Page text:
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Up 475% In 10 Years, WD-40 Stock's Run Is Finally Over

Industrial lubricant and degreaser company WD-40 (NASDAQ: WDFC) has had a great run in the last decade, but it's getting harder and harder to justify buying into the stock at present levels. The company may yet hit its long-term revenue target of $700 million in 2025, but it appears to be falling behind the pace necessary to get there. In addition, its valuation appears to be pricing in a lot of optimism. Let's take a look at what's going on with the company in light of the recent earnings report.

Playing the long game

To be fair to the company, its management has always stressed that it wasn't running the company for its quarterly results, but instead with a view to the development of its long-term strategic aims -- an approach that CEO Garry Ridge likes to call "the infinite game." Indeed, Ridge doesn't give quarterly guidance -- he says, "I frequently caution investors not to follow us too closely quarter to quarter" according to the earnings release.

Image source: Getty Images.

That said, management does give yearly guidance and its medium term revenue targets are well known. Unfortunately, the company appears to be falling behind them. For example, net sales growth is projected to be 3% to 7% in fiscal 2020, but the company actually reported a 3% decline in the first quarter. Moreover, net sales growth for 2019 was only 4% -- at the bottom of the company's guidance range of 4% to 7%.

No matter, management maintained its full-year 2020 guidance on the recent earnings call. Moreover, it reiterated its aspirations to hit $700 million by the end of 2025, with COO Steve Brass also outlining that quarterly revenue can fluctuate significantly due to a "myriad of things including the level of promotional activities, specific programs being run at customer locations, the timing of customer orders or the impact of new product launches."

Targets for 2025

That's all well and good, but based on management's own targets it's not going to be a walk in the park getting to the 2025 aspirational aim. For example, here's a breakout of what management achieved in 2018 and 2019 and what needs to be done in terms of its compound annual growth rate (CAGR) in order to reach its targets.

As you can see below, the CAGR assumptions for its core WD-40 multi-use product and its WD-40 specialist products imply significant pickups in growth.

Revenue

2018

2019

Change

2025 Target

2019-2025 CAGR

WD-40 multi-use

$314 million

$326 million

3.8%

$530 million

8.4%

WD-40 specialist

$31 million

$35 million

12.9%

$100 million

19.1%

Other

$45 million

$52 million

15.6%

$70 million

5.1%

Overall

$390 million

$413 million

5.9%

$700 million

9.2%

Data source: WD-40.

Growth initiatives

In order to hit its targets, management plans to expand the global reach of the WD-40 brands. The company also aims to increase the percentage of sales of the WD-40 multi-use product cans that are sold with a smart straw from 41% in 2019 to 60% by 2025 -- a result expected to generate $50 million in additional revenue. The first quarter saw WD-40 multi-use sales decline 3%, an event management put down to "lower sales in Asia-Pacific due to the timing of customer orders in our Asian distributor markets and in China."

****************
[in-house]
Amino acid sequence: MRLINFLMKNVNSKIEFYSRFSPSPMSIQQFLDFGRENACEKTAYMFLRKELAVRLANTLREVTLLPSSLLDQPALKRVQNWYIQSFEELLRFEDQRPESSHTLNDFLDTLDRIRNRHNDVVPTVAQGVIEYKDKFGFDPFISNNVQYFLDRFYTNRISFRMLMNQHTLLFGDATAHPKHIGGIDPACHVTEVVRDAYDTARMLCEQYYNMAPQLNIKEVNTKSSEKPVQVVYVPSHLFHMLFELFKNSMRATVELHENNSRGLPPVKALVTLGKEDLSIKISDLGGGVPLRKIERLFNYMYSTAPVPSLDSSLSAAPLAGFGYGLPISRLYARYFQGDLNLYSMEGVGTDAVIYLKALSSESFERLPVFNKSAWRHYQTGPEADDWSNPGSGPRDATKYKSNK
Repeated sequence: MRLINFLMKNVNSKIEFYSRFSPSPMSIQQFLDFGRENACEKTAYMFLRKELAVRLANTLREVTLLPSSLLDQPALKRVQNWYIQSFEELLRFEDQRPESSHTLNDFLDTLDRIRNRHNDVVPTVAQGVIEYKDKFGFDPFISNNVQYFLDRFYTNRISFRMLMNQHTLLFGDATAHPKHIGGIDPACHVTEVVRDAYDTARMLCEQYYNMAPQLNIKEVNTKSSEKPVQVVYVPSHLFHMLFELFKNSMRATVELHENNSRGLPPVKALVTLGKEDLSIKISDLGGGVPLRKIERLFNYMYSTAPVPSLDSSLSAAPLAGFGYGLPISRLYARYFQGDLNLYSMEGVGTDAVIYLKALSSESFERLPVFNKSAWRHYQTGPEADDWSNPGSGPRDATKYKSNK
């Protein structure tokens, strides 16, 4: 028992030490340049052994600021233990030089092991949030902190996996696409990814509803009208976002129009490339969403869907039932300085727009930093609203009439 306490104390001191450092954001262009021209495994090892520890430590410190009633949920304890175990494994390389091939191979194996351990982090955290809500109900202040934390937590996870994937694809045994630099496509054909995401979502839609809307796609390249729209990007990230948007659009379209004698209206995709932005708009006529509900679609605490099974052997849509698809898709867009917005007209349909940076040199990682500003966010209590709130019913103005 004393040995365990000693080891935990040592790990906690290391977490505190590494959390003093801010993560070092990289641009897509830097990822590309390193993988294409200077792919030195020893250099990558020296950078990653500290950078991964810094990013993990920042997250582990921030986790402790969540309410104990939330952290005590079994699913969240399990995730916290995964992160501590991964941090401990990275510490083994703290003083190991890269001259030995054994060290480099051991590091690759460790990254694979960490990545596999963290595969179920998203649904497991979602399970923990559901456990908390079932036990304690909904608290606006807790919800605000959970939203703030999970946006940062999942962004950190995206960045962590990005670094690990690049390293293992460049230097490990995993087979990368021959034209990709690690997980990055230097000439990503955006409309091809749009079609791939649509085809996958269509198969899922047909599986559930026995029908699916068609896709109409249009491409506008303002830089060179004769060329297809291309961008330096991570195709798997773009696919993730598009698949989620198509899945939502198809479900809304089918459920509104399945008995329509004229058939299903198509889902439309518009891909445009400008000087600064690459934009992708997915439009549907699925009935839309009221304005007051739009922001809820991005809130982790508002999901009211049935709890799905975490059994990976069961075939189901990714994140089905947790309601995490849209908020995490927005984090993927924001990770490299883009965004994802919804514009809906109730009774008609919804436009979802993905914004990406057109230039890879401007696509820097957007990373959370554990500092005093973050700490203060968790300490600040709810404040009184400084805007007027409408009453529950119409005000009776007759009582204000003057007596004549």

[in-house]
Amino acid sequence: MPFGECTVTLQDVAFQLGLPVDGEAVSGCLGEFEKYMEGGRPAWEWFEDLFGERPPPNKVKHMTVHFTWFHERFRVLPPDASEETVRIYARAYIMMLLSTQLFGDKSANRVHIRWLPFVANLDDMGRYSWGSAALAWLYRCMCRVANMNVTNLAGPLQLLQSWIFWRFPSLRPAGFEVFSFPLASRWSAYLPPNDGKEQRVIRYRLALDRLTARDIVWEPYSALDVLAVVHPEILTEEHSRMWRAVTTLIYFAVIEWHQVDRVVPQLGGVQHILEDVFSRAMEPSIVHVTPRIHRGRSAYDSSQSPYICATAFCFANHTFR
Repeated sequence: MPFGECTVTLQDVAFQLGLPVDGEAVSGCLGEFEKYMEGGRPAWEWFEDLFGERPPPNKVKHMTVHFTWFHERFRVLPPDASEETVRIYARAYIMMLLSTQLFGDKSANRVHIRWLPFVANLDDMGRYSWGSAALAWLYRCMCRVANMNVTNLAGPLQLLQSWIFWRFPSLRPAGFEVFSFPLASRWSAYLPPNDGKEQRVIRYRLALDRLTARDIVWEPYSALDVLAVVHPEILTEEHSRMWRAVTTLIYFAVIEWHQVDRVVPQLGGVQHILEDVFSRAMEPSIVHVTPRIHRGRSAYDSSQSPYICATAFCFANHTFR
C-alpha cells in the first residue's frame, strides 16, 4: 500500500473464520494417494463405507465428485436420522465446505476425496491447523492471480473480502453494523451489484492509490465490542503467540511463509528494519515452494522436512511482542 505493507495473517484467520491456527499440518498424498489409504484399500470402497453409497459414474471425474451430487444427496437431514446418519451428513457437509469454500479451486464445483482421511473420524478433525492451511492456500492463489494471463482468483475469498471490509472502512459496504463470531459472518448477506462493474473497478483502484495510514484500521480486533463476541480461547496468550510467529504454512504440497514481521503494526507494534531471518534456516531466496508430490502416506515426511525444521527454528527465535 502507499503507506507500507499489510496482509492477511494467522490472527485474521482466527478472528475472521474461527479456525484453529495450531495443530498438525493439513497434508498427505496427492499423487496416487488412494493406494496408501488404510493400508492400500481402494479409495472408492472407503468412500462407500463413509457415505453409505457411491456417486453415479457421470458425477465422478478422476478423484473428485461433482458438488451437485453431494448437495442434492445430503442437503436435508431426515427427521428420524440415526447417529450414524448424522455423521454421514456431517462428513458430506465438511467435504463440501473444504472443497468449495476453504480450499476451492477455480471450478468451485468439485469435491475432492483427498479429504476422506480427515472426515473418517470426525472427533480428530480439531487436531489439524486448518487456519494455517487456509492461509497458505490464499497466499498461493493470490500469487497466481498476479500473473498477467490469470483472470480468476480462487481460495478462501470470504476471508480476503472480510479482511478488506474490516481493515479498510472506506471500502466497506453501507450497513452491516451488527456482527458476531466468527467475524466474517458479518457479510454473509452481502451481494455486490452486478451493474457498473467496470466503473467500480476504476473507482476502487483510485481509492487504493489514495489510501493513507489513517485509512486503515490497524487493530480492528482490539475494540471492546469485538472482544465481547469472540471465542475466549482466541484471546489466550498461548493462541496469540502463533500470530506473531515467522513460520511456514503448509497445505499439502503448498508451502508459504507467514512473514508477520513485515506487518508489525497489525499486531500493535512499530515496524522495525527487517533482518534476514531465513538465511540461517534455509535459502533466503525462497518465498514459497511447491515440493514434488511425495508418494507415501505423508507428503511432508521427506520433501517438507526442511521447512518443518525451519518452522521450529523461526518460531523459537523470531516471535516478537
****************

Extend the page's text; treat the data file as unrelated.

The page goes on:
Meanwhile, management is trying to boost WD-40 specialist sales growth by launching new packaging for the brand -- note that sales of WD-40 specialist products was only $8.4 million in the first quarter, a similar figure to the first quarter of last year.

Valuation concerns

In a nutshell, WD-40 was hit by timing events in the quarter, but its operational performance was slightly disappointing in 2019 and the first quarter of 2020 hasn't started that well either.

All of this is a concern given that the strong stock price rise has taken its valuation to new all-time highs. Whichever measure you use to value a stock, it's hard to argue that WD-40 is a great value right now.

WDFC EV to EBITDA data by YCharts

A stock to buy?

Putting it all together, the recent operational performance has been disappointing, the company has a challenge to hit its aspirational targets, and the stock trades on a high valuation. Simply put, the risk is rising, but the stock price isn't offering any margin of safety for error.

For the bulls, this is just a growth pause and WD-40 will surely see a rise in growth. Orders from Asia should bounce strongly after a weak first quarter, and the ongoing initiatives with smart straws and repackaging will surely bear fruit soon enough. However, for most investors, WD-40's valuation probably looks a bit rich for now, and adopting a "wait and see" approach makes more sense right now.

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Lee Samaha has no position in any of the stocks mentioned. The Motley Fool has no position in any of the stocks mentioned. The Motley Fool has a disclosure policy.


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